By Chris Morris
BBC News, Srinagar
Since July 2010, more than 100 people have died in clashes between security forces and anti-government demonstraters in Indian-administered Kashmir, and sometimes it is the journalists trying to cover the demonstrations that have become the targets themselves.
An indefinite curfew has been in place in Srinagar since September
When I met Farooq Shah he was lying under a blanket in the corner of his living room in obvious discomfort.
Friends and neighbours were sitting on cushions scattered across the floor. Someone was serving tea and biscuits.
Farooq had a broken arm and stitches on his head.
The previous evening, when he heard that the curfew had been relaxed, he had made the mistake of wandering down to the main road at the end of his lane.
The police were beating passers-by with long wooden sticks, he recalled.
He told them he was a journalist - a photographer with a local newspaper, Rising Kashmir. So they beat him, too.
It has been a long, hard summer for journalists who ply their trade amid the beguiling beauty of the Kashmir Valley.
They have had to cover the deaths of civilians from their own communities, while dodging bullets, rocks and tear gas shells.
Blows 'raining down'
Months of street clashes have seen more than 100 young men lose their lives - nearly all of them shot dead by the police.
Resentment has been growing against Indian rule
And for some time now, the police have been turning on the people who are telling this story to the world.
Curfew passes have been ignored or torn up.
Journalists have been threatened and intimidated. And the national press in India has not paid a great deal of attention.
The BBC has not been immune. Our Urdu service reporter, Riyaz Masroor, was beaten earlier this year, a hairline fracture on his arm courtesy of a police baton.
And last week - the latest victim: Merajuddin, a veteran TV cameraman working for the Associated Press, was trying to reach the state assembly with his son Omar, another cameraman.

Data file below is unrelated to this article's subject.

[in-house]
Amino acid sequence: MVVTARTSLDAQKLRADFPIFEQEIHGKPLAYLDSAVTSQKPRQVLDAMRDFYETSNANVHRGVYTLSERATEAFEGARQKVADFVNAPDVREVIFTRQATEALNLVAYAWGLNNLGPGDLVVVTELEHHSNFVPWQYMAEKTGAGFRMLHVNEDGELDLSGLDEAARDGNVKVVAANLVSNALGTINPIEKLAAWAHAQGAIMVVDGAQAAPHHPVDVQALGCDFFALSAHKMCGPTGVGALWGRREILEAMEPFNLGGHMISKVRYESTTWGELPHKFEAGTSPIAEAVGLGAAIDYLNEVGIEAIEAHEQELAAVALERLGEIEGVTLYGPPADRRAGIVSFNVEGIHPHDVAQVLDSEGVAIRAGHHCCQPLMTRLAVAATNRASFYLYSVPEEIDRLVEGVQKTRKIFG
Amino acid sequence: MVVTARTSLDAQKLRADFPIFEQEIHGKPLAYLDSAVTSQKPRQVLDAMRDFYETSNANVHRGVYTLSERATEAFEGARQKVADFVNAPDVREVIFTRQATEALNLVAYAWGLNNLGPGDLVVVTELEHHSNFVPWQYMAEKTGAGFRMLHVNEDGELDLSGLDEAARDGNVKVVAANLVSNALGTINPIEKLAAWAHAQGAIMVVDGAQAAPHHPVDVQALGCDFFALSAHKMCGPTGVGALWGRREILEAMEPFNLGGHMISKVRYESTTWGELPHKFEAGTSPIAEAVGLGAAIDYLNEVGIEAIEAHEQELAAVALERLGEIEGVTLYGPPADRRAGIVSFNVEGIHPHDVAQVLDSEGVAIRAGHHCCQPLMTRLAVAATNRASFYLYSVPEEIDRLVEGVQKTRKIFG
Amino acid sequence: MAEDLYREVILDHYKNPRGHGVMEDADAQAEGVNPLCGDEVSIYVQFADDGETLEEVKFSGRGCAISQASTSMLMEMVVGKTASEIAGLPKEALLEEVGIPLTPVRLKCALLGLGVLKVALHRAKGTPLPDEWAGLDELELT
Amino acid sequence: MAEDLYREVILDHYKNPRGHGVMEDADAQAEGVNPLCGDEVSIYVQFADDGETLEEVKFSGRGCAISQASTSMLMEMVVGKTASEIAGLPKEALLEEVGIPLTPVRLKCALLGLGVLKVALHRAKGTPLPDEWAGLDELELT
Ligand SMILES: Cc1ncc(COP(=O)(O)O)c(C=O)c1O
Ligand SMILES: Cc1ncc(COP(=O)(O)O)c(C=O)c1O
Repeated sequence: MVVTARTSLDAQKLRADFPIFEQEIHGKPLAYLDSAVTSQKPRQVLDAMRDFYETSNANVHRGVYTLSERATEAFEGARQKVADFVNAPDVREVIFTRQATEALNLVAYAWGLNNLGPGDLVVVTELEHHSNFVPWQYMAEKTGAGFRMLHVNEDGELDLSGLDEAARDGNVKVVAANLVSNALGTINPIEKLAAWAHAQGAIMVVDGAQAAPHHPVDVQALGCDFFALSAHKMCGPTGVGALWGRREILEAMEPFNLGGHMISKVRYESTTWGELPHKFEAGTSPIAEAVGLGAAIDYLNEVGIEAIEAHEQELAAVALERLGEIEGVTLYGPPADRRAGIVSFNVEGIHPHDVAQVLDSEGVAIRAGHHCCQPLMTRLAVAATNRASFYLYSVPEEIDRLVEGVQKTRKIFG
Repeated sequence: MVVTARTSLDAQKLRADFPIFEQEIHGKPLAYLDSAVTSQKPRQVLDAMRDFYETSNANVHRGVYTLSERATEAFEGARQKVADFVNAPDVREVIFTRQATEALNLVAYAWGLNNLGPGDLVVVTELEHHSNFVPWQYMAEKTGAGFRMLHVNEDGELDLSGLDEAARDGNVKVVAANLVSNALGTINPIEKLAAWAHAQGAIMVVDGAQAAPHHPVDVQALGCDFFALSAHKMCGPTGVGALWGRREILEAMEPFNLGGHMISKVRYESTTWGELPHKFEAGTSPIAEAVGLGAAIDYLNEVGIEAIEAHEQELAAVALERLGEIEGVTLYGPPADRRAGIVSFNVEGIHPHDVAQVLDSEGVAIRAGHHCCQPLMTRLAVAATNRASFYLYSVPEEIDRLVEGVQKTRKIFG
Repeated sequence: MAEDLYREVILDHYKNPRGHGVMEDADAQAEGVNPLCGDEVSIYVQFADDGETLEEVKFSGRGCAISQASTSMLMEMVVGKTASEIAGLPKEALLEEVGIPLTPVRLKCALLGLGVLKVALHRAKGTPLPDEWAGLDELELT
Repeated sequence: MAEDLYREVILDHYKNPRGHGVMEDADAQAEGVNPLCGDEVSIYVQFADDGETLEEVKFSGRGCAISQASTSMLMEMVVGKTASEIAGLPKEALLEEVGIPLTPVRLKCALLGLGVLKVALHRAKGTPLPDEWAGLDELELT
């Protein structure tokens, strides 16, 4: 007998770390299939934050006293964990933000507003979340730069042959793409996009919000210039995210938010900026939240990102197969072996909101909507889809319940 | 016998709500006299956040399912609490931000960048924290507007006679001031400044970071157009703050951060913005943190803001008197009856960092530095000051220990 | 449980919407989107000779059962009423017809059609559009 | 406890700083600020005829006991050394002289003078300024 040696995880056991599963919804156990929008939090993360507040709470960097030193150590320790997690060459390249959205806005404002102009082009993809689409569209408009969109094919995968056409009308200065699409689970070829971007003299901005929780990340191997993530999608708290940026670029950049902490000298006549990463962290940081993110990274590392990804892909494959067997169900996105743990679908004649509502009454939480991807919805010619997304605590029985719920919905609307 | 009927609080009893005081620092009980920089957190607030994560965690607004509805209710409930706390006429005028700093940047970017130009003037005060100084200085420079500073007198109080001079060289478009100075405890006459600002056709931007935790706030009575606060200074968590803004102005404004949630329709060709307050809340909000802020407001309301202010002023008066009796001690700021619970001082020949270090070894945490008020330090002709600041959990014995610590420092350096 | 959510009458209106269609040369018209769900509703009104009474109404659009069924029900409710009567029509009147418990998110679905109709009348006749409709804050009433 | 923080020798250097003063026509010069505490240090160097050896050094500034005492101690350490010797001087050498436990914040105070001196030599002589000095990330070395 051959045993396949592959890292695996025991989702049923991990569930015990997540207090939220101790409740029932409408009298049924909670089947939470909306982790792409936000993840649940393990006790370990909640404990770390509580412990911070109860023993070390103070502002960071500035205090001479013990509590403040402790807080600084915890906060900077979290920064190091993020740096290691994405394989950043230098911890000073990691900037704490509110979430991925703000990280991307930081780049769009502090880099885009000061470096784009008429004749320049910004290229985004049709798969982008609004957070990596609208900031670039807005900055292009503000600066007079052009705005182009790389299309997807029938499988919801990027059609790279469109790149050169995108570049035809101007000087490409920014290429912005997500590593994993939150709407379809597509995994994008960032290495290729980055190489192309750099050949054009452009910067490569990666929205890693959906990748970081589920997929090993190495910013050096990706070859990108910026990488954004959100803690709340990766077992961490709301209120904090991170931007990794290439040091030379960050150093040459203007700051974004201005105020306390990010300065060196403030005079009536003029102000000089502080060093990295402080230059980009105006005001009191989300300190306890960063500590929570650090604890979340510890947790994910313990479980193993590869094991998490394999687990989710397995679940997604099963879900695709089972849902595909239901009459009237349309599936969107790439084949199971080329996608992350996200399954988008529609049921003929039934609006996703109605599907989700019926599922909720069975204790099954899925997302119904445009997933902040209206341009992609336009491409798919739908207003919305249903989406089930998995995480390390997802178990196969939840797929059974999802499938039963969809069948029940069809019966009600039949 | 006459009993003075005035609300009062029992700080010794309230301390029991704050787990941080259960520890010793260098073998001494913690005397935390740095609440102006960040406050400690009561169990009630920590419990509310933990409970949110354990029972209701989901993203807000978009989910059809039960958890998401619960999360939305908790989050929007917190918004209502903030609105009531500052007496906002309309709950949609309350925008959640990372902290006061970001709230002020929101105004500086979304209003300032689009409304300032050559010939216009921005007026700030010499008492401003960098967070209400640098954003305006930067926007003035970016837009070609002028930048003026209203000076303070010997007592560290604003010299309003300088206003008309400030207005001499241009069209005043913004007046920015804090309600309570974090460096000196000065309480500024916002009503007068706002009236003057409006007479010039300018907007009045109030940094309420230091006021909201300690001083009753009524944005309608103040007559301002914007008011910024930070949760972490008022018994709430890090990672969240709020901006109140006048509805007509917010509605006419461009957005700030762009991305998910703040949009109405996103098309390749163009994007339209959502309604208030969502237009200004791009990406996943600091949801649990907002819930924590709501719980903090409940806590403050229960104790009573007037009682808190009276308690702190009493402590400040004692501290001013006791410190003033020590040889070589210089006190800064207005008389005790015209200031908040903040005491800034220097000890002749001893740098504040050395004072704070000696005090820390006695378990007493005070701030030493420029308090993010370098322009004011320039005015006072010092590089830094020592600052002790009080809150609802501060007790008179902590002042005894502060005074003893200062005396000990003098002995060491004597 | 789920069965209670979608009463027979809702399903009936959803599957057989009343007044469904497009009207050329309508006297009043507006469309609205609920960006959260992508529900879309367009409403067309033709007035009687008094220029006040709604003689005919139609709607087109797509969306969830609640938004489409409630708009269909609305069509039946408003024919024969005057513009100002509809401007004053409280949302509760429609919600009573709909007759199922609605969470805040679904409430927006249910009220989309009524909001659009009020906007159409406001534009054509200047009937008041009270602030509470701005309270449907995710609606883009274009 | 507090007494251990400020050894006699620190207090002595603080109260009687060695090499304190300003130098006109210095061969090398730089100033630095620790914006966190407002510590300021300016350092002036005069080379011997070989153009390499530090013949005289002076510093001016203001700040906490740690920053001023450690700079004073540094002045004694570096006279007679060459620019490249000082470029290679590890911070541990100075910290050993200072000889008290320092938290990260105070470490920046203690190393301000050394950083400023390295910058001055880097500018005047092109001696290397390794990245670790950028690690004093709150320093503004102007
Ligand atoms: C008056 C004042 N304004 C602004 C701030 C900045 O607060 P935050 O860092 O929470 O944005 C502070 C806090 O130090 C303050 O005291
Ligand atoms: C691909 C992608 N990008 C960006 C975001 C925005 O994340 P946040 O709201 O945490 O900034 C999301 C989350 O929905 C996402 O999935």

TV news channels have been taken off air, and newspapers have been prevented from publishing or distributing for weeks at a time
The police ignored their passes and when they protested the blows came raining down. Merajuddin took one on the side of the neck which left him lying in a heap on the road.
Colleagues helped him away before further damage could be done.
Kashmir's chief minister, Omar Abdullah, rang him to apologise. In fact he said sorry three times, which is all well and good.
But there seem to be plenty of people in the valley who do not want the local media to get their stories out.
TV news channels have been taken off air, and newspapers have been prevented from publishing or distributing for weeks at a time.
Vendors have been threatened, and copies seized from street corners. The chief minister says it is nothing to do with him. Which begs the question - who is running the show?
"I've covered Kashmir for more than 20 years," said a leading local journalist Shujaat Bukhari, "and I've never seen such restrictions."
"For us, the last three months has been the worst period ever."
Efforts to suppress the news have not really worked. Newspapers have been out every day online, and social networking sites have been alive with angry debate.
It is hoped that reducing the overt security presence will calm tensions
Still the campaign against the news providers seems to be continuing.
And that is sad, because there have been positive developments in Kashmir recently.
An all-party delegation from Delhi visited Srinagar to listen to local complaints and suggestions.
As a result, people detained for throwing stones have been released from custody.
And now a number of police posts and bunkers in the centre of the city have been dismantled and removed. Confidence building measures they say.
It has been pretty obvious for some time that the overbearing security presence in Srinagar had become counter-productive.
The militant insurgency of the early 1990s has long gone, but at times it seems as if the authorities have not got the message.
Armed police stand guard at every street corner - enforcing curfew, searching bags, and acting as a visible reminder for the weary local population - Life here is not normal.
I spent an hour or so at one police post in the old town a few weeks ago, sandbags and barbed wire surrounding a pretty ramshackle hut.
Stones thrown by teenage protesters were rattling off tin rooftops and bouncing into the shuttered shop-fronts of an empty street. Not desperately threatening, but a constant irritation.
"It's their game," sighed the policeman on duty, staring down a rubble-strewn back-lane at the silhouettes of the stone-pelters.
"It's like this every day."
"So what would happen if you weren't here?" I asked.
"They'd probably be playing cricket instead," he replied. "Problem solved."
If only Kashmir as a whole were that simple.
It is not, and it has been a tough time for everyone in the valley over the last few months.
But blaming the local media is not part of the solution.
Don't shoot the messenger. And don't beat him up either.
How to listen to: From Our Own Correspondent
Radio 4: Saturdays, 1130. Second weekly edition on Thursdays, 1100 (some weeks only)
World Service: See
Story by story at the